Austrian Salvation

Last week’s instalment described Grace and Husband’s predicament worsening as their expedition was interrupted by Husband’s faulty inner plumbing…

The Austrian town of Sankt Polten is undistinguished in any historic or geographical sphere although I imagine the residents enjoy a good standard of living. It is pleasant enough, surrounded by attractive landscapes and served by excellent facilities. But for us its overriding, stand-out feature was a large, modern teaching hospital situated slap-bang in the centre and crucially offering an Accident and Emergency department.

I felt a simultaneous wave of relief [that we’d brought up-to-date EHIC cards] and anxiety [that we wouldn’t be able to park the van]. The hospital sat among the streets and offered parking-but of the underground sort. The height barrier was 3 metres. We could do it.

We stepped out of the lift into something akin to the inside of a space ship with a reception desk. At Accident and Emergency I proffered Husband’s European Health Insurance card and passport and answered a few questions-posed in perfect, classy English. ‘You will be seen in 15 minutes; take a seat back there’ smiled the nurse. ‘Back there’ was a small portion of corridor with no more than 8 waiting patients. As people came and went I realised that of course, if waiting time is 15 minutes a vast aeroplane hangar full of chairs is unnecessary.

A trio of medics took us to a room and quizzed us further then we were taken to the urology unit across a courtyard. The accompanying nurse exclaimed, ‘you’re from Christchurch-it’s a lovely place!’

Upstairs in the urology department we waited for a short time before being taken into a consulting room where Husband was quizzed, taken samples from and examined by ultrasound so I am able to say, now [having watched the screen] that I know my husband inside and out…

One prescription for antibiotics and one doctor’s letter [for home] later we were on our way. The staff at this modern, state-of-the-art hospital had been charming, fast-acting and efficient and I silently thanked fate for our having entered Austria, for having been unable to access near-to-Vienna sites and finishing up at Sankt Polten.

It only remained for us to hand the prescription into the pharmacy-of which there were none in the hospital; the chemist’s lay in a pedestrian precinct. I left Husband in the van, parked in a small lane off the precinct and dashed in for the medication; again, while I was dismayed by the throngs waiting with prescriptions those in front melted away in moments. All the medication was stored in a wall of small drawers behind the counter-so no rummaging was required.

Twenty four hours later we were in Germany [Wurzburg] and Husband was feeling much, much better. What, we wondered would have been the outcome if we’d been in Bulgaria? And what would be the outcome if this potentially dangerous health problem occurred next year, when we are no longer ‘Europeans’ in the proper sense, when we have no European Health Insurance Cards? I imagined the nurses shrugging, showing us the exit. It was a sobering thought.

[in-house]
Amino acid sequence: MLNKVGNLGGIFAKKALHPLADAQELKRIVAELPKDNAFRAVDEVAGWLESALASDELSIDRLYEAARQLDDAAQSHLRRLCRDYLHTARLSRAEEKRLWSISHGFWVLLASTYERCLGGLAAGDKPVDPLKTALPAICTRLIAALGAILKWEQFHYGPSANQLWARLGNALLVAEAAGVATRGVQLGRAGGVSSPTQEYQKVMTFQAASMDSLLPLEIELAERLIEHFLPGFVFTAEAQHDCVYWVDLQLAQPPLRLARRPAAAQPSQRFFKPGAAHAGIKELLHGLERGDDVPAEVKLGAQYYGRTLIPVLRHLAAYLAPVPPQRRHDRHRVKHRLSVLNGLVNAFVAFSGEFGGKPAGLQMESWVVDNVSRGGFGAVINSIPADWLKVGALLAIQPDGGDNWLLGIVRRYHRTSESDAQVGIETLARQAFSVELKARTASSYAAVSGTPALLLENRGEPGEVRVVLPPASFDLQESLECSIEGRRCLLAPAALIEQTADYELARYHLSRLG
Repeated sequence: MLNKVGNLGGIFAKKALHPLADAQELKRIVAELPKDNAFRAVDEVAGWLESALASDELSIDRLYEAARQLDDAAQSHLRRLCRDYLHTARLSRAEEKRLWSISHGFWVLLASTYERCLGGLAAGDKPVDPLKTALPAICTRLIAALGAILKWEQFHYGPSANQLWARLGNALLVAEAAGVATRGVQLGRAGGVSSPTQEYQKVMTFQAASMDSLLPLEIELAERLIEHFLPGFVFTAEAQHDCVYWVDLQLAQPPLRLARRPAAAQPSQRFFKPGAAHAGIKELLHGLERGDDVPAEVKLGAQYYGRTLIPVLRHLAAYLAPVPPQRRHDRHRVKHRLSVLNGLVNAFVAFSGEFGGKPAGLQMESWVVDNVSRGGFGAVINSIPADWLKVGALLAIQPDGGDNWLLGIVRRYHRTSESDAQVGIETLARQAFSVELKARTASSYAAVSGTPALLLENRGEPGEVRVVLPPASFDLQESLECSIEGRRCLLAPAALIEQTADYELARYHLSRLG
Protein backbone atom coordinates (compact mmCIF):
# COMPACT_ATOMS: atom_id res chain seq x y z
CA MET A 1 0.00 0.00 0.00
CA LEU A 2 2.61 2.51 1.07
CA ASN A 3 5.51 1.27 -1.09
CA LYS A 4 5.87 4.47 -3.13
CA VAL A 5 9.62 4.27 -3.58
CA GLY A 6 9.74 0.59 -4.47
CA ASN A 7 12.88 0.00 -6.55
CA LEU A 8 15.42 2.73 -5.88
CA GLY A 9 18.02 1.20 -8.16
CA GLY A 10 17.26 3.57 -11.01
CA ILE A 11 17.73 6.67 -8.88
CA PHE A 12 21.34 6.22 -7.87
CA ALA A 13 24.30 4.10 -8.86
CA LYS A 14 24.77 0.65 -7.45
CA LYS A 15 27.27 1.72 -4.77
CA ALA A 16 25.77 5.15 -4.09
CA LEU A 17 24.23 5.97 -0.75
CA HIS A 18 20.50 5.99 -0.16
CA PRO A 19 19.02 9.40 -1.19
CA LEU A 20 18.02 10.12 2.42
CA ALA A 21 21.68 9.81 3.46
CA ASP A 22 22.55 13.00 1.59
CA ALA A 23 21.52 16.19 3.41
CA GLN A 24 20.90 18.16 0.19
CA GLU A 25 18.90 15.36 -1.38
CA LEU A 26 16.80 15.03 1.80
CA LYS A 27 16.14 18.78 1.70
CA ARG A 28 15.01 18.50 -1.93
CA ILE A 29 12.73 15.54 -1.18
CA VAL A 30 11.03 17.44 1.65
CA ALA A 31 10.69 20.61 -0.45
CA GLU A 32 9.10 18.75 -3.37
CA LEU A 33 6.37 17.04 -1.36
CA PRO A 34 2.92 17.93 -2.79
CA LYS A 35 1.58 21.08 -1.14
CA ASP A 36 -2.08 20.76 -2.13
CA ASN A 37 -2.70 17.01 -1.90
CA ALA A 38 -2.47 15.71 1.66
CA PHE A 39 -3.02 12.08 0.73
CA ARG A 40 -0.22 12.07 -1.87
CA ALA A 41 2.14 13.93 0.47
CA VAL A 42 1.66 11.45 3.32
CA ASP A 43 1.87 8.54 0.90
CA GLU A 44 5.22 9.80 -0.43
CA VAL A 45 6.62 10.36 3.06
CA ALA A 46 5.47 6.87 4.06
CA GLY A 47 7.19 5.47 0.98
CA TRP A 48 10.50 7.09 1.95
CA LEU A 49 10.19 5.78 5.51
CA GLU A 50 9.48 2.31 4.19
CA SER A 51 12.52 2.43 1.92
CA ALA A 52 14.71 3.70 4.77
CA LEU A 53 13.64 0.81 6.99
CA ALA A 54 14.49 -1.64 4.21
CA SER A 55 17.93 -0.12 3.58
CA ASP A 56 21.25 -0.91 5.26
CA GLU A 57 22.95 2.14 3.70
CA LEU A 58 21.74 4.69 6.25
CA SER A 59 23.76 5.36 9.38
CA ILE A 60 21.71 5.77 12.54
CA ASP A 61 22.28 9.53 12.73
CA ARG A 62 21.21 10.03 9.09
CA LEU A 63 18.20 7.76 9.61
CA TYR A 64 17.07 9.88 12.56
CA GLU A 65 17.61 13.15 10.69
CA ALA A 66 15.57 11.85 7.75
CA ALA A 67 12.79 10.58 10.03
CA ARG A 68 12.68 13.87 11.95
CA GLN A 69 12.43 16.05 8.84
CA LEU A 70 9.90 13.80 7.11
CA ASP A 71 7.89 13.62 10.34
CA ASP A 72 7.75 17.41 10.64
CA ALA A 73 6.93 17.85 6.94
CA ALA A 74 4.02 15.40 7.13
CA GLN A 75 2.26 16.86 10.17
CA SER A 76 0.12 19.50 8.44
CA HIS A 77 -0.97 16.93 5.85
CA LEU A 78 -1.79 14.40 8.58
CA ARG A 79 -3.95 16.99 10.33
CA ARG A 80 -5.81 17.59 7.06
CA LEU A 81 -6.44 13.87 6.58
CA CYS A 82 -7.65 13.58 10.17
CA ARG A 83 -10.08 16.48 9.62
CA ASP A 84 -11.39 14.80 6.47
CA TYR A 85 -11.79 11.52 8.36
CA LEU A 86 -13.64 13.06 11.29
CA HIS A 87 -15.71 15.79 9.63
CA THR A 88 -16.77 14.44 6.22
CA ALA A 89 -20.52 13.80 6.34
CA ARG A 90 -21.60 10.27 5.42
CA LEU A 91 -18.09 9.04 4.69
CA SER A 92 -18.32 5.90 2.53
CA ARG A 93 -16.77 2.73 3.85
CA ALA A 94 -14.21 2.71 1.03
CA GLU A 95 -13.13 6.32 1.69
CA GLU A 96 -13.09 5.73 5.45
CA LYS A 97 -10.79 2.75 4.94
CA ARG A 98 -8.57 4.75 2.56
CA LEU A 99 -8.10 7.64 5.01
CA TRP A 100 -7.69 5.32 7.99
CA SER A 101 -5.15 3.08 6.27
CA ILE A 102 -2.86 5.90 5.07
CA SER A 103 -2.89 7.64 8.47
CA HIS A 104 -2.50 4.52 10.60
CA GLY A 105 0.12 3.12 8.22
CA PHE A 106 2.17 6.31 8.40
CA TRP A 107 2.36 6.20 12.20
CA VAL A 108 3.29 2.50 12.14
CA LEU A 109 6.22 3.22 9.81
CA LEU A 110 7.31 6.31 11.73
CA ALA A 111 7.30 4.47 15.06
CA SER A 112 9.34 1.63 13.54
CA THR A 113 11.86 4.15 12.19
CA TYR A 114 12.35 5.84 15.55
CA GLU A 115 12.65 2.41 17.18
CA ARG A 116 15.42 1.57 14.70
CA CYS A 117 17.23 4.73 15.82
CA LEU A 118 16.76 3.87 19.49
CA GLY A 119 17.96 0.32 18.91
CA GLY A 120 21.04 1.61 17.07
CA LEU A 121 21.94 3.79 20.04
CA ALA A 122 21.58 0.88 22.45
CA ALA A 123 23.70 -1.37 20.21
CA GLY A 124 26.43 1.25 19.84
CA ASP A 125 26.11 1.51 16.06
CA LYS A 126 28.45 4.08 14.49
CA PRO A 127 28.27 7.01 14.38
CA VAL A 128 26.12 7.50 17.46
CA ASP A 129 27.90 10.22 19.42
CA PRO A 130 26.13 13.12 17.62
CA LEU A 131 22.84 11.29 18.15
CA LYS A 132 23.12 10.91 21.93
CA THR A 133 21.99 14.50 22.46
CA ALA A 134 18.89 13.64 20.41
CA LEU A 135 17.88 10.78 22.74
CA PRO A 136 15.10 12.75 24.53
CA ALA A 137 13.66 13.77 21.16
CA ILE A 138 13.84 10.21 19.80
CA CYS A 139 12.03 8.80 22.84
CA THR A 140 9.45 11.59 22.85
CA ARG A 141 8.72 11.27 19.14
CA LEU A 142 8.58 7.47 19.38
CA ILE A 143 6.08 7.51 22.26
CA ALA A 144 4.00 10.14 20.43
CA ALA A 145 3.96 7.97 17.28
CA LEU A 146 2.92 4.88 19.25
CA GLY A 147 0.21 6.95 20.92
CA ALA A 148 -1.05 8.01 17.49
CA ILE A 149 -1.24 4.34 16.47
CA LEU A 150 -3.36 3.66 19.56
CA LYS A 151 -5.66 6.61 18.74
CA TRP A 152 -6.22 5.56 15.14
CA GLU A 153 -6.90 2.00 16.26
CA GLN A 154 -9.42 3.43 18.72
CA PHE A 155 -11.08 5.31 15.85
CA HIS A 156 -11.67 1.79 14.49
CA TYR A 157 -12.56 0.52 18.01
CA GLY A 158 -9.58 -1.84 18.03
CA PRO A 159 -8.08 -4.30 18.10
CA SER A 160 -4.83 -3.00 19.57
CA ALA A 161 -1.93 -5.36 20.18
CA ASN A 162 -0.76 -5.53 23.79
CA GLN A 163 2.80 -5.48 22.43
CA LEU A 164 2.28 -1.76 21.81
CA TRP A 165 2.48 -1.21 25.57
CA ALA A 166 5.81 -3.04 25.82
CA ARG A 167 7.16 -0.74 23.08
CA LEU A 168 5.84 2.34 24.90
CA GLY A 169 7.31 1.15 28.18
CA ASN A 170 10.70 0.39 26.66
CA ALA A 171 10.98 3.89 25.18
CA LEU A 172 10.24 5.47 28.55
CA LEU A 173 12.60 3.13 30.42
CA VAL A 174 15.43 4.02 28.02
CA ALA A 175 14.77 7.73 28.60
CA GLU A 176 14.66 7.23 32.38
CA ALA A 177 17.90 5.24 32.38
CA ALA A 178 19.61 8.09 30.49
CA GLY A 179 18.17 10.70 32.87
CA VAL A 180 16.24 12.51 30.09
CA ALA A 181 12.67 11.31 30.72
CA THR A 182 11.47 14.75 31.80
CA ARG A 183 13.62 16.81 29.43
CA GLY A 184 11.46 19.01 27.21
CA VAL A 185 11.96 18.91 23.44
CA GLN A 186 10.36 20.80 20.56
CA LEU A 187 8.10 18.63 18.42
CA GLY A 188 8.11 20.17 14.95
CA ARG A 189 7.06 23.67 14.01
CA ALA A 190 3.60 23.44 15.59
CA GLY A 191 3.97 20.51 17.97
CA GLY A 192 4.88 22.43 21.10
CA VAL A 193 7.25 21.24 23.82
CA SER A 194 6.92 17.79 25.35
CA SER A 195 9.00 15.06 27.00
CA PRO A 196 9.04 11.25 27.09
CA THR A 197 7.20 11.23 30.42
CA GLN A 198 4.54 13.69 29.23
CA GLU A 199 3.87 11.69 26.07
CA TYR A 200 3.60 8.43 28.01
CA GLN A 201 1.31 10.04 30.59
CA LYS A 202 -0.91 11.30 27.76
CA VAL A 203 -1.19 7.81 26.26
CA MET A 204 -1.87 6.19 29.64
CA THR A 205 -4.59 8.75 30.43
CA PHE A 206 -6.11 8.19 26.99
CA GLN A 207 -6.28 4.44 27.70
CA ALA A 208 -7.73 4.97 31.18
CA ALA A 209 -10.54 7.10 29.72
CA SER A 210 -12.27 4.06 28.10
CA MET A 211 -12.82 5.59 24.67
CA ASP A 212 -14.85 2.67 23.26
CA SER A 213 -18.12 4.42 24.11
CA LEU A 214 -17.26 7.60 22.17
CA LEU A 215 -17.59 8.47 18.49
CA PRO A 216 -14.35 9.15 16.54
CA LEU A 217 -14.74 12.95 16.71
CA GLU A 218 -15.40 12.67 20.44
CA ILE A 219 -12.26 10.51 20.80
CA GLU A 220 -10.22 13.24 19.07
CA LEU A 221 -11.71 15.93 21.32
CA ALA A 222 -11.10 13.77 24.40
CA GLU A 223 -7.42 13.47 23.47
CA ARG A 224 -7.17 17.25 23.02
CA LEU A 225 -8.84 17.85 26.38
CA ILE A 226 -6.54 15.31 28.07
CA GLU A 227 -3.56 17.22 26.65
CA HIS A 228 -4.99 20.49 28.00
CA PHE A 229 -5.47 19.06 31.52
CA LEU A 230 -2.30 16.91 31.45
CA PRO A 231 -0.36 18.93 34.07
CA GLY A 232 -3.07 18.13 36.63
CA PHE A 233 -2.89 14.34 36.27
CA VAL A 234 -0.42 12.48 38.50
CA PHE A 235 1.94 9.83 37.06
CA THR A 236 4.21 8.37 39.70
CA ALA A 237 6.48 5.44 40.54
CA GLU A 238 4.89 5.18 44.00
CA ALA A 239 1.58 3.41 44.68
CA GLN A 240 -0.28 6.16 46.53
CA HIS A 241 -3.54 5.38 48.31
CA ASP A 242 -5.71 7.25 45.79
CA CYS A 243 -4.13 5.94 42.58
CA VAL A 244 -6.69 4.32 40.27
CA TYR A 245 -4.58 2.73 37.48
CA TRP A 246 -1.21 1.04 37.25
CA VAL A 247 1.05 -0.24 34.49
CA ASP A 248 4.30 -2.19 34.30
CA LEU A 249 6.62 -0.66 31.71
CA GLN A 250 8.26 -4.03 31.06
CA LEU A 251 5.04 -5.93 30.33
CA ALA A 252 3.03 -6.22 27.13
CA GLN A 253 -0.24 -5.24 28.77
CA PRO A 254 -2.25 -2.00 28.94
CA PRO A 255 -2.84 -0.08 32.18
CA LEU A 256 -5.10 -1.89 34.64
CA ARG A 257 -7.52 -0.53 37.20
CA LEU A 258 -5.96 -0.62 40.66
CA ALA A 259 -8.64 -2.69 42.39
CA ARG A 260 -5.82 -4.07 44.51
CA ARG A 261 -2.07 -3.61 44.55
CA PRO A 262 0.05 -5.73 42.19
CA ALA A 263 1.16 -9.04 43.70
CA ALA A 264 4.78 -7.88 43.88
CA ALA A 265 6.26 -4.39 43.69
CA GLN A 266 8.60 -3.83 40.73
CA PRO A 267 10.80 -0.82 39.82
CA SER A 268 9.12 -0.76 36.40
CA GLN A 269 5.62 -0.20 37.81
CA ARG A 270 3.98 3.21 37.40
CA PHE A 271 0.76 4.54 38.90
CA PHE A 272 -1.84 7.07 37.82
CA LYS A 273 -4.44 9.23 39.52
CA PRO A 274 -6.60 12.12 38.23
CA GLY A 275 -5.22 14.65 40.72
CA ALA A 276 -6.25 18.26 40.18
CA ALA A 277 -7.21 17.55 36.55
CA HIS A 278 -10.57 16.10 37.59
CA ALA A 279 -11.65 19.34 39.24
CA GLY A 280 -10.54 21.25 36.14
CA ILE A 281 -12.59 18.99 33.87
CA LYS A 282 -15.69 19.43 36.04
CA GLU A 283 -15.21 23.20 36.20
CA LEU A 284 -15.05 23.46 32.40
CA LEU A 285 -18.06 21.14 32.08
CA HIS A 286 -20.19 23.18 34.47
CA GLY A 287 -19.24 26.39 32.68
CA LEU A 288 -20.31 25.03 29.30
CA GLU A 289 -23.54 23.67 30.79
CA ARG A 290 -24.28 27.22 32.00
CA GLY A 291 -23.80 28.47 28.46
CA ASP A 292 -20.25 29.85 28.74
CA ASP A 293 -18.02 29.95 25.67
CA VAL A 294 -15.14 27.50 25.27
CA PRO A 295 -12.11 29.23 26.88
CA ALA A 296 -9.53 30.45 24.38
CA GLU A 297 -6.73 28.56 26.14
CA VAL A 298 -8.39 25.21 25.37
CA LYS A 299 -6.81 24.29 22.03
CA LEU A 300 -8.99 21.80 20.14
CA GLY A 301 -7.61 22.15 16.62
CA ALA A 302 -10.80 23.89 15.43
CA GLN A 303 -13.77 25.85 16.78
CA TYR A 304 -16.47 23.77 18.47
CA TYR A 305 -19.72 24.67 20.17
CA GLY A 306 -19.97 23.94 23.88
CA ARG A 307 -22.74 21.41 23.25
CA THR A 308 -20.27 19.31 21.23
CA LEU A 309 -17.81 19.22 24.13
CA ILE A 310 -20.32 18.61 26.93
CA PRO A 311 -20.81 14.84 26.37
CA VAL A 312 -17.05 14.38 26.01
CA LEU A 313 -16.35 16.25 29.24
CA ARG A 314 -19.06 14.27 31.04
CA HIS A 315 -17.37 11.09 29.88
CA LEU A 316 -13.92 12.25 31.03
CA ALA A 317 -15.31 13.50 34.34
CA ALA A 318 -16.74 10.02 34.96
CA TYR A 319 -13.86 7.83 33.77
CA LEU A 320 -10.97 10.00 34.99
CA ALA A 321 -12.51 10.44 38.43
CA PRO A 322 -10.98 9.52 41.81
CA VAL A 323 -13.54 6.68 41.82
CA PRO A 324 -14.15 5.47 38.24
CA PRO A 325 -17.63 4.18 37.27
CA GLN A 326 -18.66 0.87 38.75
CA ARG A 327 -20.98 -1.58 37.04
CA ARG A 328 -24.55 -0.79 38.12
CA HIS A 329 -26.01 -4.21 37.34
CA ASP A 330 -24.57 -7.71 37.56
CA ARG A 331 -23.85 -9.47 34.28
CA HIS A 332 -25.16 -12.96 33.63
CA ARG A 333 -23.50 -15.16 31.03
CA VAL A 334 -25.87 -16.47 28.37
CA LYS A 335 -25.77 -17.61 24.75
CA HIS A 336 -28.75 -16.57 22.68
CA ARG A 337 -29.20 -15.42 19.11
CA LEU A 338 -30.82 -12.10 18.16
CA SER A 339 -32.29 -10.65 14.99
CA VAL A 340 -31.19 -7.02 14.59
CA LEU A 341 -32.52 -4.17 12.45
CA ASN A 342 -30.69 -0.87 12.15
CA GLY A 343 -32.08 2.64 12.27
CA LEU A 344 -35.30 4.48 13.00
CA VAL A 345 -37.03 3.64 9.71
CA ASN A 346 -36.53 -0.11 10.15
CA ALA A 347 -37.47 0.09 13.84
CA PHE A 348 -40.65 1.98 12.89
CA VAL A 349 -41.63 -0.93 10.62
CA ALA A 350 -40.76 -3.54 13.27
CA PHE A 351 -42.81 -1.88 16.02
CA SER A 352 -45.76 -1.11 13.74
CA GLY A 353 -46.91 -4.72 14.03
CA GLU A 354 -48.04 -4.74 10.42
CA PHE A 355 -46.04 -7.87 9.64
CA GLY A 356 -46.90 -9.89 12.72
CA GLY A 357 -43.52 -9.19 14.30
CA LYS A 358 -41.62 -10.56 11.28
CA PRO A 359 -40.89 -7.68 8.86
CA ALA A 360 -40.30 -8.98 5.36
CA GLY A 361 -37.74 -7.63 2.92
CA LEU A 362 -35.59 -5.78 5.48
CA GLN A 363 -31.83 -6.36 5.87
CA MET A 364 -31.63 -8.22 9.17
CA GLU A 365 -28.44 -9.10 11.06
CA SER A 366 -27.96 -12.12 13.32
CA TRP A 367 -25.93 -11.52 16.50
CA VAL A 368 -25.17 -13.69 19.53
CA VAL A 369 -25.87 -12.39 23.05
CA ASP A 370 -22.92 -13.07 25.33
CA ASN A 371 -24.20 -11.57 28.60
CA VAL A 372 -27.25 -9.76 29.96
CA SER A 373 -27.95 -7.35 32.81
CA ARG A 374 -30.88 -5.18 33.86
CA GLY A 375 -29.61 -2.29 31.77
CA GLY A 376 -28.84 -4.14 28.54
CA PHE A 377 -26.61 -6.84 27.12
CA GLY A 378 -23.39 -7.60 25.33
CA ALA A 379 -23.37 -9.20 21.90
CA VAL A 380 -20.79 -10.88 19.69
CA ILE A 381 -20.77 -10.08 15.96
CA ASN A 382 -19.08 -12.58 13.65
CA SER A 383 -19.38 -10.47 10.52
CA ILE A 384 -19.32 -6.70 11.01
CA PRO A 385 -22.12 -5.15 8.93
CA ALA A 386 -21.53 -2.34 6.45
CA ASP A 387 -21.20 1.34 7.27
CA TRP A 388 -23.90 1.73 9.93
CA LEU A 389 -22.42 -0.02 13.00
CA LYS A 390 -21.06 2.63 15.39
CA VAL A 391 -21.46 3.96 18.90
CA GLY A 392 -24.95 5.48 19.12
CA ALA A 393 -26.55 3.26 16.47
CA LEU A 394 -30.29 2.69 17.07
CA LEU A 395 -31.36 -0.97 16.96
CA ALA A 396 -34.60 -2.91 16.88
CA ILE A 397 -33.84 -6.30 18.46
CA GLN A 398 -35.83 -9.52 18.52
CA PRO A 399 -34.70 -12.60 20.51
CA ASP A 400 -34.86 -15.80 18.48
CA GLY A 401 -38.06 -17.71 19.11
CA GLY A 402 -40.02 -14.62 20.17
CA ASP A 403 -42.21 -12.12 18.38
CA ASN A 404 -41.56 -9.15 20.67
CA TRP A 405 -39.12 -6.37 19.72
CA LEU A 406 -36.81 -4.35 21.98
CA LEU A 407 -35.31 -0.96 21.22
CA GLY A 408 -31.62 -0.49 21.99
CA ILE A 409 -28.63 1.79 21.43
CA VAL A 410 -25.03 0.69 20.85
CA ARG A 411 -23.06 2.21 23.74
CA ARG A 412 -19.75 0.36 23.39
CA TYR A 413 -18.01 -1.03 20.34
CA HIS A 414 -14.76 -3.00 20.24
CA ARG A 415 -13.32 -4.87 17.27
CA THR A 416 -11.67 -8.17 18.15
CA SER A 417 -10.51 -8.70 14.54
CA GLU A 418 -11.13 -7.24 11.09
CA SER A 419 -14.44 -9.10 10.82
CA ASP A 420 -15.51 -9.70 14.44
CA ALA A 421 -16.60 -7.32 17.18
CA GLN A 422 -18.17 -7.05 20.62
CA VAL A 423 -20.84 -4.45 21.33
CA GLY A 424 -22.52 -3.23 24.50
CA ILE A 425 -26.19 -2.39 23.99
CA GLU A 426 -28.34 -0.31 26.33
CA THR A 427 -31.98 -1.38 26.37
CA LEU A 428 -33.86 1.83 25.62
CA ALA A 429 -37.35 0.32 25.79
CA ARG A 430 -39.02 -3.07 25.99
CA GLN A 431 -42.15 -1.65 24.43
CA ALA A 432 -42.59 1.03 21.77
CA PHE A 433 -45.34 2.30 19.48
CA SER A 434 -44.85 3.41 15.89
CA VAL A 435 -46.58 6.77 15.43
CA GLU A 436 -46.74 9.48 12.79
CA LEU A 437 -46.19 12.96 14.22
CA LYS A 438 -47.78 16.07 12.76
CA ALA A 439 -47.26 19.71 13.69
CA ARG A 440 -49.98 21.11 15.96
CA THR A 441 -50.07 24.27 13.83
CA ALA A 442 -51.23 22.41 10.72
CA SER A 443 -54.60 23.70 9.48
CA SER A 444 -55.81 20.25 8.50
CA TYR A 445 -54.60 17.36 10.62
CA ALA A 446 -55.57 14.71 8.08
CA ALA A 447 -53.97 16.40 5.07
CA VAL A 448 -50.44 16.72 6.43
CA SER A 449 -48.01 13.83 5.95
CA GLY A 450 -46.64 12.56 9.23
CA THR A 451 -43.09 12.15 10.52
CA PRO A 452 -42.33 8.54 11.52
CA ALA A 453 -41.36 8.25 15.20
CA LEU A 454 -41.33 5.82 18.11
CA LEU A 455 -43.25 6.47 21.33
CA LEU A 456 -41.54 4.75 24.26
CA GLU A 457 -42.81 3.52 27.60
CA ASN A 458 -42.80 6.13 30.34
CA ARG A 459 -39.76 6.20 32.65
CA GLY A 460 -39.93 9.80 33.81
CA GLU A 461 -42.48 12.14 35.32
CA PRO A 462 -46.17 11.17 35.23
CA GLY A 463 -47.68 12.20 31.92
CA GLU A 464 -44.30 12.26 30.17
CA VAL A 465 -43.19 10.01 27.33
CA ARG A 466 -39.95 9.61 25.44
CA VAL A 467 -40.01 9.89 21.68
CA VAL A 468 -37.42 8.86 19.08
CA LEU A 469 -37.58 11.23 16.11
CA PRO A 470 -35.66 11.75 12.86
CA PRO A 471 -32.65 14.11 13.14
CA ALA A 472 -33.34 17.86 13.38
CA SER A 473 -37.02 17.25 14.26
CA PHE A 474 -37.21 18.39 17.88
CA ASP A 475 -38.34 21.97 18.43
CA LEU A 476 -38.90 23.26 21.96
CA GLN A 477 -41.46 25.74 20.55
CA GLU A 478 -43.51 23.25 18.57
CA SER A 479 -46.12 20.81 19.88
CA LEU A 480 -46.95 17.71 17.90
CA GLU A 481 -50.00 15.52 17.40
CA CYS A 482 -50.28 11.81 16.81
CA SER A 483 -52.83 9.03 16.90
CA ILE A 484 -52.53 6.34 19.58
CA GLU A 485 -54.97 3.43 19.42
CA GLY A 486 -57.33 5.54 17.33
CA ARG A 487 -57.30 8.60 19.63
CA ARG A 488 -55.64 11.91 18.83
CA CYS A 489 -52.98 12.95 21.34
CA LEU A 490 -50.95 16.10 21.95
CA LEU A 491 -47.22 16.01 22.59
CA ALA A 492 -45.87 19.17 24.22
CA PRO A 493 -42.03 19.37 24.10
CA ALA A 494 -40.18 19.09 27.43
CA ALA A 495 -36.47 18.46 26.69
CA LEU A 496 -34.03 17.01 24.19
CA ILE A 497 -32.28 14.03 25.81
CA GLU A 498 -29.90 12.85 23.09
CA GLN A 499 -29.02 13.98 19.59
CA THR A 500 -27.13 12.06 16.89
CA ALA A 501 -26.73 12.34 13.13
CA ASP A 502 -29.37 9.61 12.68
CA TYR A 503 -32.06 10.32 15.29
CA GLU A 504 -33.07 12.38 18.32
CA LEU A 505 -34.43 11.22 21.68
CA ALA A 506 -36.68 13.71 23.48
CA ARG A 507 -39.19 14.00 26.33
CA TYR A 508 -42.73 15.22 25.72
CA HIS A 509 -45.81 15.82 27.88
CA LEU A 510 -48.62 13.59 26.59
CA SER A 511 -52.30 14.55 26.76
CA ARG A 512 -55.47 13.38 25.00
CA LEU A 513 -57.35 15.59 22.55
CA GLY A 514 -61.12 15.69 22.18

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Snippets from Four Countries-

I last visited Strasbourg as a teenager. But Husband had never been and one advantage of becoming ancient is that you can revisit old haunts and not remember a thing about them.

       It is a gloriously hot, blue-skied day. We are able to cycle from the site into the city, which is thronged with shouting school parties but still gorgeous with its covered bridges, medieval architecture and sparkling waterways. We stop to rest our feet [a feature of sightseeing these days] at a table outside a bar in a pretty square and remember why we like to travel this way.

        Next day we are off through Germany, taking in the edge of the Black Forest, which is all cuckoo clocks and cow bells, and catching some squally rain as we climb higher, the temperature having plummeted as we arrive at Salem, near the Bodensee, our stop for the night. Just outside the village on a hillside, the site has a small bar with the type of German beer that Husband likes. The night turns icy enough for our little heater and extra blanket to be barely adequate.

The following afternoon we cycle to the Bodensee, a magnet for German tourists though precious few foreigners. Few places are open but look set to begin the season in earnest for Easter weekend. We lose the next day’s travel due to over-excited consumption of beer, but set out for the German/Austrian border on the next morning, settling for Wertach as an overnight stop. It is a pleasant, Alpine farming town. I am startled by the cigarette machine in the washing up area.